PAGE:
Chris Baus

Virtual functions and performance

I posted a simple piece of code earlier this to use as an performance example. It basically compared virtual function performance to inline function performance. One function allocated a string and another performed some simple integer operations. Before I post my own numbers I want to get some bare metal (non-virtualized) results, but mine were similar to the following post to the JoS board:

Policy (inherited, -O0, string temporary)        .52
Policy (member object, -O0, string temporary)    .48
Strategy (-O0, string)                           .48
Policy  (member object, -O2, string temp)        .41
Policy  (inherited, -O2)                         .41
Strategy  (-O2, string)                          .41

Strategy (-O0, int)                              .015
Policy (member, -O0 int)                         .012
Strategy (-O2, int)                              .008
Policy (inherited, -O0 int)                      .007
Policy (member, -O2, int)                        .001
Policy (inherited, -O2, int)                     .001

It should be noted that the author of the above numbers modified my original program to compare inheriting policies versus holding the policy as a member (as my code did). In the string example the time spent allocating the string dwarfs any time spent setting up the call to point that the call overhead is no longer significant.

When I first learned C++ in *gasp* 1993, much of the discussion from the anti-C++ camp was that virtual functions were too slow. The C++ side countered that the slight decrease in performance was worth the benefits. I agreed with that argument back then, and I agree today. I'm sure they exist, but I've never seen an application limited by virtual function overhead.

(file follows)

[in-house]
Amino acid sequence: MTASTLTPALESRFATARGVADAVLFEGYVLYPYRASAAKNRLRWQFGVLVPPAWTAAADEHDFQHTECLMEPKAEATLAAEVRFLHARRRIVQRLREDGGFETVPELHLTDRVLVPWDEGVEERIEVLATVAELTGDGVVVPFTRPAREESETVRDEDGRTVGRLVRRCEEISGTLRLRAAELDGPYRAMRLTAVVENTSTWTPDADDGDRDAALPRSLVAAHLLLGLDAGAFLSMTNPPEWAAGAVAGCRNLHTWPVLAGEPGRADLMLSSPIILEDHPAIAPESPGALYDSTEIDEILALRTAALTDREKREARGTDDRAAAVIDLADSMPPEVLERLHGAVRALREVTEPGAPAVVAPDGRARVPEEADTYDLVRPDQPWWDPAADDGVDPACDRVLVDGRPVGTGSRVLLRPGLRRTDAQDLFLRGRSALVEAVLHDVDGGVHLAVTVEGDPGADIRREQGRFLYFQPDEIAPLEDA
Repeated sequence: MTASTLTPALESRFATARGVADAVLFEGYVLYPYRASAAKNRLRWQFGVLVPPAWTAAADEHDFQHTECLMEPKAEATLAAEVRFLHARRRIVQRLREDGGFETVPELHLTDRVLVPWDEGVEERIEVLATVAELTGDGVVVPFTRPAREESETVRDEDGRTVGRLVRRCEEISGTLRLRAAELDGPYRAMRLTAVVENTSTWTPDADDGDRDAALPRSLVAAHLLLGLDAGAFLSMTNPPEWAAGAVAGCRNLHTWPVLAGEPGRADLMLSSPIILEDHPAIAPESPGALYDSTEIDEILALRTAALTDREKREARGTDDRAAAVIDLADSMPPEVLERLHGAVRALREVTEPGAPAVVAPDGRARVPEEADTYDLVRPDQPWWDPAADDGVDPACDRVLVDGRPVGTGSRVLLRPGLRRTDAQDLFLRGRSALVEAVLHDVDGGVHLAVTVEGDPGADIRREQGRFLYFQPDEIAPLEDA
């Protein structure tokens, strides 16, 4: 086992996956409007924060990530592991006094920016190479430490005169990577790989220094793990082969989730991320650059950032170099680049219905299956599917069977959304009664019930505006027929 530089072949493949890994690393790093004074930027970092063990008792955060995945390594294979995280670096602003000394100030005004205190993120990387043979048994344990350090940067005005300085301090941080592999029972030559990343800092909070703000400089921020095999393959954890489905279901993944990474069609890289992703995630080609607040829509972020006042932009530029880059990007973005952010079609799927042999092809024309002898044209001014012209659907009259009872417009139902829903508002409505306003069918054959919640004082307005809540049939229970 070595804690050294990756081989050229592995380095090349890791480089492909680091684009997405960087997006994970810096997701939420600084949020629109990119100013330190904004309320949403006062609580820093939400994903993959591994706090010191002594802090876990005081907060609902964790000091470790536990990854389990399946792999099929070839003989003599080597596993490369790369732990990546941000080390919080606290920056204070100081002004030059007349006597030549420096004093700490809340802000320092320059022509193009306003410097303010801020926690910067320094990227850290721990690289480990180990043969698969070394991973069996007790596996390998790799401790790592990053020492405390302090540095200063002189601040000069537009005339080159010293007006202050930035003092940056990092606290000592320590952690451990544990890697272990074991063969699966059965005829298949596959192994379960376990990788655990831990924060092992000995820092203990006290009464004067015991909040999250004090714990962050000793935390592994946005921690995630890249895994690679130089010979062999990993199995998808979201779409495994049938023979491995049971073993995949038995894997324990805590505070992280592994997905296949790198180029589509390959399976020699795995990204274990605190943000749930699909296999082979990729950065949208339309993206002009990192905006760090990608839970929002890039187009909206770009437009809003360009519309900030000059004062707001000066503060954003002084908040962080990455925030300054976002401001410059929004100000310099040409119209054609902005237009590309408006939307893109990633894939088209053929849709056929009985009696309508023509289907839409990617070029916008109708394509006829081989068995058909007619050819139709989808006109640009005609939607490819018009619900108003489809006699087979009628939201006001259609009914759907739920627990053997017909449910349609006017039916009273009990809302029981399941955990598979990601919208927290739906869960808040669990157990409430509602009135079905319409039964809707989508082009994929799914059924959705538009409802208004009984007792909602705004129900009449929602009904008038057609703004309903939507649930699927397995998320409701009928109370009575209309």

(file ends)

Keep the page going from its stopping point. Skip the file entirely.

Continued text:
What is interesting is in recent years, after I thought the argument had been long settled, an anti-virtual function sentiment rang up from the C++ community itself, to the point were architectural paradigm shifts were justified because they removed virtual functions. But as, Duncan Sharpe explains, removing virtual functions might have the opposite effect.

The template code essentially replicates - several times - the code for the loop and the begin and end timer. This won't in itself result in slower code, but do it often enough, and your program grows in size. Less of it fits into the processor's L1 cache, so you might end up spending more time waiting for the code you need to make its way to you from a slower cache memory. In a highly polymorphic situation, this could lead to significant performance loss, which could easily end up costing you more than the v-table lookup, in theory at least. The strategy code shouldn't, in theory, replicate quite so much, and may fit into the cache more easily.

I'm sure there are cases where virtual function overhead does matter (tight calculation loop in a game for instance), just as there are cases where inline assembly can make a difference, but those cases, I believe, are the rare cases. Don't waste time or compromise a design solving problems that aren't really problems. Memory allocation is surprisingly slow considering its frequency in modern applications and libraries such as the STL. If the time spent executing a virtual function that allocates memory is too long, optimize the allocation before the virtual function. Every performance decision is a trade off. While removing function indirection might seem like a free performance gain, increasing the object code size might be an equally detrimental effect.